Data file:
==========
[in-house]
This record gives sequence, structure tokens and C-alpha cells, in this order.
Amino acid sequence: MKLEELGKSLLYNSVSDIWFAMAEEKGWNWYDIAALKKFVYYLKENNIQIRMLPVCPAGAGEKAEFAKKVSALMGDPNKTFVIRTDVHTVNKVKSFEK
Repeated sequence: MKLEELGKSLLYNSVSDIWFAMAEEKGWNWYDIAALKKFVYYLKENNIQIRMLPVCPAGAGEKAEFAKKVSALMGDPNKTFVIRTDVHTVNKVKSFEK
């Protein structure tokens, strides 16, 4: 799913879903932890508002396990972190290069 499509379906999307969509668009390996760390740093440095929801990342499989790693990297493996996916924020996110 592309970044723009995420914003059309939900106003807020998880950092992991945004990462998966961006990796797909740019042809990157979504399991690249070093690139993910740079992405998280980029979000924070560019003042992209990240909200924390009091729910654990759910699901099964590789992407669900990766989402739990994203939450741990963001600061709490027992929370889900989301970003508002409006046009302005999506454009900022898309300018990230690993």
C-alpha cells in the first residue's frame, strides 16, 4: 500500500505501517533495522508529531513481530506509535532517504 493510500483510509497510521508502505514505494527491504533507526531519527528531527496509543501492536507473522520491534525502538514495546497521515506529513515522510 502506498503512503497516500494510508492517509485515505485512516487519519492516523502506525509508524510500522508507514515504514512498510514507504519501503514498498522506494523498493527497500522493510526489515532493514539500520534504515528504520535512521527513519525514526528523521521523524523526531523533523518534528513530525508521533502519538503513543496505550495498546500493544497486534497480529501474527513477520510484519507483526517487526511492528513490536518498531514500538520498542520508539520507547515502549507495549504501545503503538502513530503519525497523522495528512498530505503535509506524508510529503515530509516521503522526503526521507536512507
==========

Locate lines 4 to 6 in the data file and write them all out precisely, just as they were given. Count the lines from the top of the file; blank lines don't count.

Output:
Repeated sequence: MKLEELGKSLLYNSVSDIWFAMAEEKGWNWYDIAALKKFVYYLKENNIQIRMLPVCPAGAGEKAEFAKKVSALMGDPNKTFVIRTDVHTVNKVKSFEK
């Protein structure tokens, strides 16, 4: 799913879903932890508002396990972190290069 499509379906999307969509668009390996760390740093440095929801990342499989790693990297493996996916924020996110 592309970044723009995420914003059309939900106003807020998880950092992991945004990462998966961006990796797909740019042809990157979504399991690249070093690139993910740079992405998280980029979000924070560019003042992209990240909200924390009091729910654990759910699901099964590789992407669900990766989402739990994203939450741990963001600061709490027992929370889900989301970003508002409006046009302005999506454009900022898309300018990230690993």
C-alpha cells in the first residue's frame, strides 16, 4: 500500500505501517533495522508529531513481530506509535532517504 493510500483510509497510521508502505514505494527491504533507526531519527528531527496509543501492536507473522520491534525502538514495546497521515506529513515522510 502506498503512503497516500494510508492517509485515505485512516487519519492516523502506525509508524510500522508507514515504514512498510514507504519501503514498498522506494523498493527497500522493510526489515532493514539500520534504515528504520535512521527513519525514526528523521521523524523526531523533523518534528513530525508521533502519538503513543496505550495498546500493544497486534497480529501474527513477520510484519507483526517487526511492528513490536518498531514500538520498542520508539520507547515502549507495549504501545503503538502513530503519525497523522495528512498530505503535509506524508510529503515530509516521503522526503526521507536512507